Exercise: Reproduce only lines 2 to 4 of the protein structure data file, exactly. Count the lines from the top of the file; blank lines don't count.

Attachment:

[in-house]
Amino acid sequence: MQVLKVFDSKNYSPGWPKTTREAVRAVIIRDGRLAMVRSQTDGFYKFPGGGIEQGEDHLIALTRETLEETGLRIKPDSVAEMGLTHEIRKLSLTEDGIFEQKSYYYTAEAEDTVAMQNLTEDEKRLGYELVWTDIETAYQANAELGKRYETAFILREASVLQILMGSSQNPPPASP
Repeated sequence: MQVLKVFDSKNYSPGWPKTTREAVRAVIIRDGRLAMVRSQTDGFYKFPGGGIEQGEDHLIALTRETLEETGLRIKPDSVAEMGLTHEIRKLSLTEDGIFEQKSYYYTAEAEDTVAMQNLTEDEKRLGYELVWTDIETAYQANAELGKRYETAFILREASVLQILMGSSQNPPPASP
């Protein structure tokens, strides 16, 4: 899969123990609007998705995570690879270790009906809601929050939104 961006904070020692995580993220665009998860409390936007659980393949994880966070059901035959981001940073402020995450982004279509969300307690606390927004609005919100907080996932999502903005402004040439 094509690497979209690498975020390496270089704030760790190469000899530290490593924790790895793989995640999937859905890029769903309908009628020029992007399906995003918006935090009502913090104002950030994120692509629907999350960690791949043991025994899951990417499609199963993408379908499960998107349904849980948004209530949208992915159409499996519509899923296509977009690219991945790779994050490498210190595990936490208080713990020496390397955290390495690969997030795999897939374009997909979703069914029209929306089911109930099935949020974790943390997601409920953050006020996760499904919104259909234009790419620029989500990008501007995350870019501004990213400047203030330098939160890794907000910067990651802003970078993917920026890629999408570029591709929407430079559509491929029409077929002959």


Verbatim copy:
Amino acid sequence: MQVLKVFDSKNYSPGWPKTTREAVRAVIIRDGRLAMVRSQTDGFYKFPGGGIEQGEDHLIALTRETLEETGLRIKPDSVAEMGLTHEIRKLSLTEDGIFEQKSYYYTAEAEDTVAMQNLTEDEKRLGYELVWTDIETAYQANAELGKRYETAFILREASVLQILMGSSQNPPPASP
Repeated sequence: MQVLKVFDSKNYSPGWPKTTREAVRAVIIRDGRLAMVRSQTDGFYKFPGGGIEQGEDHLIALTRETLEETGLRIKPDSVAEMGLTHEIRKLSLTEDGIFEQKSYYYTAEAEDTVAMQNLTEDEKRLGYELVWTDIETAYQANAELGKRYETAFILREASVLQILMGSSQNPPPASP
């Protein structure tokens, strides 16, 4: 899969123990609007998705995570690879270790009906809601929050939104 961006904070020692995580993220665009998860409390936007659980393949994880966070059901035959981001940073402020995450982004279509969300307690606390927004609005919100907080996932999502903005402004040439 094509690497979209690498975020390496270089704030760790190469000899530290490593924790790895793989995640999937859905890029769903309908009628020029992007399906995003918006935090009502913090104002950030994120692509629907999350960690791949043991025994899951990417499609199963993408379908499960998107349904849980948004209530949208992915159409499996519509899923296509977009690219991945790779994050490498210190595990936490208080713990020496390397955290390495690969997030795999897939374009997909979703069914029209929306089911109930099935949020974790943390997601409920953050006020996760499904919104259909234009790419620029989500990008501007995350870019501004990213400047203030330098939160890794907000910067990651802003970078993917920026890629999408570029591709929407430079559509491929029409077929002959």